Tips to Become an Interior Designer
Although many people have talent when it comes to decorating their personal spaces or even those of their friends or families, there is far more to a career in Interior Design than being able to match a couch to a wall covering. A true designer has a degree in Interior Design that includes many related subjects that help to understand the underlying concepts of how and why certain things work together and others do not.
When you study Interior Design, the first thing you learn is computer skills. Just as with any other profession today, there are many computer aids and programs that can assist a designer in their work. You also need to use programs that allow you to make presentations or advertising materials or properly process photos.
The next thing on the agenda is drawing. You have to learn to draw. A designer’s life is full of proposal drawings, floor plans, sketches of items to be built and a million other kinds of drawing. Drawing teaches you how light and shadow play off one another and how to sketch realistically in three dimensions. Drawing leads to color theory, which is a designer’s best friend.
Once you understand the interplay between colors and all of the subtle enhancements of each color that are possible, it is easy to apply a sophisticated palette for any design assignment.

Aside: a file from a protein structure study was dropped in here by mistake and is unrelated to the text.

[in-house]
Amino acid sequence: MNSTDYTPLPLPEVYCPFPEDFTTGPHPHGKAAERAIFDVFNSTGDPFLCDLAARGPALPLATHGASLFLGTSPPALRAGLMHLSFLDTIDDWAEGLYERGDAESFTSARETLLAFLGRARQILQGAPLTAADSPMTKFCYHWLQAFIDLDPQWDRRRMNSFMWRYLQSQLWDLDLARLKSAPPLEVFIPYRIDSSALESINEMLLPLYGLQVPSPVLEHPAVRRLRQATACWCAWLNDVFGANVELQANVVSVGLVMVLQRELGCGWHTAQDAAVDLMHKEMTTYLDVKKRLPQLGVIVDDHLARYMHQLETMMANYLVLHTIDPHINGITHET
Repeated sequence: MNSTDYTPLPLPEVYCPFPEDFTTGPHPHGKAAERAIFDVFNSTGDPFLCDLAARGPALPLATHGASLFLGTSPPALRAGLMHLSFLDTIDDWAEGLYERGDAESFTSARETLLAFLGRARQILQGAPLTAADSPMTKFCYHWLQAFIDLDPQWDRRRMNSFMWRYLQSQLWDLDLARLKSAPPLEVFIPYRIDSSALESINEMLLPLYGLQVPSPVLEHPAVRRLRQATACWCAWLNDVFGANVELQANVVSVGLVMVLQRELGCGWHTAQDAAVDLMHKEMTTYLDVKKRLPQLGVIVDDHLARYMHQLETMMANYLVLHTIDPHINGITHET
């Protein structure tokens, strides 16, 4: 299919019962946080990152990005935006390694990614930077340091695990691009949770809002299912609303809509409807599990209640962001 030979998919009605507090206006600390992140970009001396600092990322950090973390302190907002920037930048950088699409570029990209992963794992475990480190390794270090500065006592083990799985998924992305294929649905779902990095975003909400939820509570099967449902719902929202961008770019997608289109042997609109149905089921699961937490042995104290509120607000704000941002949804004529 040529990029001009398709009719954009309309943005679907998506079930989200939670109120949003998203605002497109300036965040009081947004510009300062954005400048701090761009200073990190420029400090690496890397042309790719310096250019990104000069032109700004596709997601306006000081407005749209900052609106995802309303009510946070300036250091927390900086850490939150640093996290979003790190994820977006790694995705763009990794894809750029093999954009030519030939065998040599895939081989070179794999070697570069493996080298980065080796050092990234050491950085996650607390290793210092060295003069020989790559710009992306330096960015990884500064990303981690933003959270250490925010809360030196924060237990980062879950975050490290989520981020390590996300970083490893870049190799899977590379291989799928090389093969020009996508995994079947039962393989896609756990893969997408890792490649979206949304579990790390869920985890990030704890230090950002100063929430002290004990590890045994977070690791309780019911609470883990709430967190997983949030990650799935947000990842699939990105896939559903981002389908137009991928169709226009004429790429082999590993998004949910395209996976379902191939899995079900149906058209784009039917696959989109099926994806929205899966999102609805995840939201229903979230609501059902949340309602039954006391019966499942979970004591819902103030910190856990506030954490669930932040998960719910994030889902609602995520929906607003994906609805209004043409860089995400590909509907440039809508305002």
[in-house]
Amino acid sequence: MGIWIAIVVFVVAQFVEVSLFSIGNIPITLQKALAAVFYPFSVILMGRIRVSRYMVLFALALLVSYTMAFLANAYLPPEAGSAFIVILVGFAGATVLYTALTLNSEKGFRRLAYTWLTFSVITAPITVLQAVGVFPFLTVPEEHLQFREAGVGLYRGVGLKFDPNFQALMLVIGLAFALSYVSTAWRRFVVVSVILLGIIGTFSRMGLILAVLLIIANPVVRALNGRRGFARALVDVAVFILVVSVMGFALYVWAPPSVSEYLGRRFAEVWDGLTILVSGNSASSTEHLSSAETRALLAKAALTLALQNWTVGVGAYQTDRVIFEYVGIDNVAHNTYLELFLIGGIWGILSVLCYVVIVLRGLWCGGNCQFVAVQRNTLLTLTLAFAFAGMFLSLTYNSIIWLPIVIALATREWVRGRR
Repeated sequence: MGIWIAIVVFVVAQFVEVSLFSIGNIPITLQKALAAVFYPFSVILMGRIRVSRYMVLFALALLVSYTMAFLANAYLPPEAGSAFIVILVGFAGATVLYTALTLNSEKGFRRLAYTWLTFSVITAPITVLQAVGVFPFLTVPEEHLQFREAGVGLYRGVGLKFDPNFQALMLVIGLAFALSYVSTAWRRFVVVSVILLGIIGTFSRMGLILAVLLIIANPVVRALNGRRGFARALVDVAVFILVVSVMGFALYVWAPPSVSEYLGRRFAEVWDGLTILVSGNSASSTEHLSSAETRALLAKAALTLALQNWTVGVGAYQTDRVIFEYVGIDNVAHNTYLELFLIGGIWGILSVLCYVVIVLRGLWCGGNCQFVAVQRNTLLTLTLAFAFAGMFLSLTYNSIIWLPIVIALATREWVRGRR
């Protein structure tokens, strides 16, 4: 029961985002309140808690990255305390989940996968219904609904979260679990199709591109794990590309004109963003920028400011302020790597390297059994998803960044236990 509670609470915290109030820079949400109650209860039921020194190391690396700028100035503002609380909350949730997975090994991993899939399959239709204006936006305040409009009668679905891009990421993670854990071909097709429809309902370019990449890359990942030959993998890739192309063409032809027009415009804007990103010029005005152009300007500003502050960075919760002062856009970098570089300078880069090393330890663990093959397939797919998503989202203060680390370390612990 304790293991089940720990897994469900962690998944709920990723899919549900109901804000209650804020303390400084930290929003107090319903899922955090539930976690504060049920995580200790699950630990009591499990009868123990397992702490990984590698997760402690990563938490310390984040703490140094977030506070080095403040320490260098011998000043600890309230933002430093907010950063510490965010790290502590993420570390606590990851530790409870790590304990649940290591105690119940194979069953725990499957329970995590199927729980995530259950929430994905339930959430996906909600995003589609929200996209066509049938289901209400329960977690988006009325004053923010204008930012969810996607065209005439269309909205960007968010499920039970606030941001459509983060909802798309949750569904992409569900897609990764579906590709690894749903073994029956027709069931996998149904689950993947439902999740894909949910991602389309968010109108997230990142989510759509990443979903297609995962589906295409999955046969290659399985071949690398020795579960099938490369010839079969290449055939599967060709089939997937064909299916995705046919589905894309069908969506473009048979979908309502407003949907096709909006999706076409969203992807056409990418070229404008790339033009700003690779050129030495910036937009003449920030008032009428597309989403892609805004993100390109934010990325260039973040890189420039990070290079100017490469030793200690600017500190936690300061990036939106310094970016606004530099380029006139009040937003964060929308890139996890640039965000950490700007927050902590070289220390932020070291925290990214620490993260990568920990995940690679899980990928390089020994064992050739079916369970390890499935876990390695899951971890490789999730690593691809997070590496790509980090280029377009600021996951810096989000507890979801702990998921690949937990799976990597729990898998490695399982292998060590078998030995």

It is at this point that it starts to get more difficult. Digital visualization means being able to design floor plans and furnishings in a manner that allows you to see them in three dimensions, top, bottom and at 360 degree rotation. Following this you move right into basic drafting. Some designers work right behind architects and construction crews, so an understanding of blueprints and the procedure by which they are developed is essential.
There are also courses on textiles, kitchen and bath design, art history and commercial design, among many others. You can get an associate’s degree in Interior Design in two years. If you do not wish to attend school or if you are not sure about your future in design, you may elect to take a twelve month diploma course called Residential Planning. In the diploma course, you learn all of the basics, but don’t get as intensely involved in kitchens and baths, art history and commercial design.
Studying Interior Design is delightful; it seems more like play than work. Anyone, who wants a career that combines a love of art and color, with the intense desire to create beautiful spaces; should consider acquiring an education in Interior Design. Even if you never have a career as a designer, you will soon find yourself living in increasingly attractive surroundings. You just won’t be able to help yourself.